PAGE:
SANIA MIRZA: Of course, I have been working a lot on my
fitness lately. I've been trying to get as fit as possible,
just trying to stay injury-free, and I think Shahar is one
of the fittest on the tour, if not the fittest.
It feels good that I probably could have gone on. You know,
I wasn't like dead tired, and I was still running down
balls. I wasn't feeling like I wanted to collapse on the
court, which is a very good sign for me, because I am
keeping up with the best in the fitness, which is not my
strength of area. So I think it's -- you know, it's been a
good start to the season. Yeah, I've had some very good
Last year I missed out three months around this time, and so
I think I have an advantage, because I'm going to gain on
all these points and all these extra matches, because I
didn't play last year and so I have nothing to lose.
I've had a good win today. Even the other day that I won 6-4
in the third, I mean, the conditions were very difficult. To
pull to the a match like that, I was actually pleased with
myself, because it's very hard to beat someone who's coming
out without -- coming out and has nothing to lose.
Yeah, it's been a good couple of months, and I hope I can
continue in Miami.
Q. Sounds like you're ready for a straight-set match
after these first two.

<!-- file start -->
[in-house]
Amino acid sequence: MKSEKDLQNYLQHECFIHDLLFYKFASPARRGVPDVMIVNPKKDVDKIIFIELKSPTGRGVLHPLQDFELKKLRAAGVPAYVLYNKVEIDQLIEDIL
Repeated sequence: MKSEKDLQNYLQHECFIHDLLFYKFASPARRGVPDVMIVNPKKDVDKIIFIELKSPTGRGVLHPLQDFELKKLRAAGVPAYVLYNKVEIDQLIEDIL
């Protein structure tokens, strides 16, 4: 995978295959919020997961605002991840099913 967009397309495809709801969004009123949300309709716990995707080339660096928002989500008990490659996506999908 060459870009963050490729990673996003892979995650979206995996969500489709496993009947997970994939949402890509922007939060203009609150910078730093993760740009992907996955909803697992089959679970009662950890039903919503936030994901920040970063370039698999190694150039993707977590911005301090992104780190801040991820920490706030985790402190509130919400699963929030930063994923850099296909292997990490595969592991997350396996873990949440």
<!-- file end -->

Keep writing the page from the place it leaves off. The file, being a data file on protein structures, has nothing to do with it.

SANIA MIRZA: I'm looking forward to my day off tomorrow. I'm
playing doubles, of course. (laughter.)
So I have a day off finally, and just come out and hit an
hour, and so, yeah, I think I play Hantuchova next, and, you
know, I've played her once in Sydney a few years ago. I
haven't played her since. Yeah, I'm just looking forward to
Q. What are you going to do on your day off then?
SANIA MIRZA: It's not really a day off. We still go to the
gym or do the things that we have to. Probably not, you,
know a few hours, but at least an hour, and I'm going to
come out and hit an hour.
I don't think I need to hit any more tennis balls. I've hit
quite a few in the last three days.
Q. So you're working with Sven sort of like Ivanovic is
working with Sven. Is that a good situation, and is it
enough for you? Because it's not like you are getting his
attention all the time.
SANIA MIRZA: I actually am. I think he does a good job the
way he distributes his players, and -- I mean, I think he's
done a great job for Ana the last year or year and a half.
He's helped her a lot in her game.
I definitely, you know, we started with -- the first week
was in Doha, and then I cramped and I couldn't play anymore.